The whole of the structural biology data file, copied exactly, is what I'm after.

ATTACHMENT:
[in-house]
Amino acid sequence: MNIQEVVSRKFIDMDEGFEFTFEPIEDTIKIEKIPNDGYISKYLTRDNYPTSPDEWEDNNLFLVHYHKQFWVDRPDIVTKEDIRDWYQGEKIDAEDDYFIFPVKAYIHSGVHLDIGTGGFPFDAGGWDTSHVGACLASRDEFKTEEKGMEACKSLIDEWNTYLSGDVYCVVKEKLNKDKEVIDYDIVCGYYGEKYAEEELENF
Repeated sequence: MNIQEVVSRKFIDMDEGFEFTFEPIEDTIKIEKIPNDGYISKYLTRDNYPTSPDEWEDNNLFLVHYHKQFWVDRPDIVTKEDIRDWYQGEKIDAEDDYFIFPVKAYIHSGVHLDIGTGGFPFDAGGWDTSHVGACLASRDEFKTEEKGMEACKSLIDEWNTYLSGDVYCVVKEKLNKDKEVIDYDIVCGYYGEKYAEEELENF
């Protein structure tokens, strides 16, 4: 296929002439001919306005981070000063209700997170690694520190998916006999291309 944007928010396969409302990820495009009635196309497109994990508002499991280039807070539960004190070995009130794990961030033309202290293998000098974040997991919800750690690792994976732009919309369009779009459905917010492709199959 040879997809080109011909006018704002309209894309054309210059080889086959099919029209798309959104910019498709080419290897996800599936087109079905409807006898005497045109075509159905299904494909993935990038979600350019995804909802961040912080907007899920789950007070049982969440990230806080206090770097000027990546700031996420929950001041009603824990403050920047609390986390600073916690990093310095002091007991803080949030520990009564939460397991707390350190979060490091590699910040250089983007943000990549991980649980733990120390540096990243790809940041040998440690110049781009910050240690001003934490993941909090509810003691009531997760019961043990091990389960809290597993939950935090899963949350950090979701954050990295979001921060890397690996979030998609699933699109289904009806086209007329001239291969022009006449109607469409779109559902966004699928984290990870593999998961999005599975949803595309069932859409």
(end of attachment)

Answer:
[in-house]
Amino acid sequence: MNIQEVVSRKFIDMDEGFEFTFEPIEDTIKIEKIPNDGYISKYLTRDNYPTSPDEWEDNNLFLVHYHKQFWVDRPDIVTKEDIRDWYQGEKIDAEDDYFIFPVKAYIHSGVHLDIGTGGFPFDAGGWDTSHVGACLASRDEFKTEEKGMEACKSLIDEWNTYLSGDVYCVVKEKLNKDKEVIDYDIVCGYYGEKYAEEELENF
Repeated sequence: MNIQEVVSRKFIDMDEGFEFTFEPIEDTIKIEKIPNDGYISKYLTRDNYPTSPDEWEDNNLFLVHYHKQFWVDRPDIVTKEDIRDWYQGEKIDAEDDYFIFPVKAYIHSGVHLDIGTGGFPFDAGGWDTSHVGACLASRDEFKTEEKGMEACKSLIDEWNTYLSGDVYCVVKEKLNKDKEVIDYDIVCGYYGEKYAEEELENF
């Protein structure tokens, strides 16, 4: 296929002439001919306005981070000063209700997170690694520190998916006999291309 944007928010396969409302990820495009009635196309497109994990508002499991280039807070539960004190070995009130794990961030033309202290293998000098974040997991919800750690690792994976732009919309369009779009459905917010492709199959 040879997809080109011909006018704002309209894309054309210059080889086959099919029209798309959104910019498709080419290897996800599936087109079905409807006898005497045109075509159905299904494909993935990038979600350019995804909802961040912080907007899920789950007070049982969440990230806080206090770097000027990546700031996420929950001041009603824990403050920047609390986390600073916690990093310095002091007991803080949030520990009564939460397991707390350190979060490091590699910040250089983007943000990549991980649980733990120390540096990243790809940041040998440690110049781009910050240690001003934490993941909090509810003691009531997760019961043990091990389960809290597993939950935090899963949350950090979701954050990295979001921060890397690996979030998609699933699109289904009806086209007329001239291969022009006449109607469409779109559902966004699928984290990870593999998961999005599975949803595309069932859409």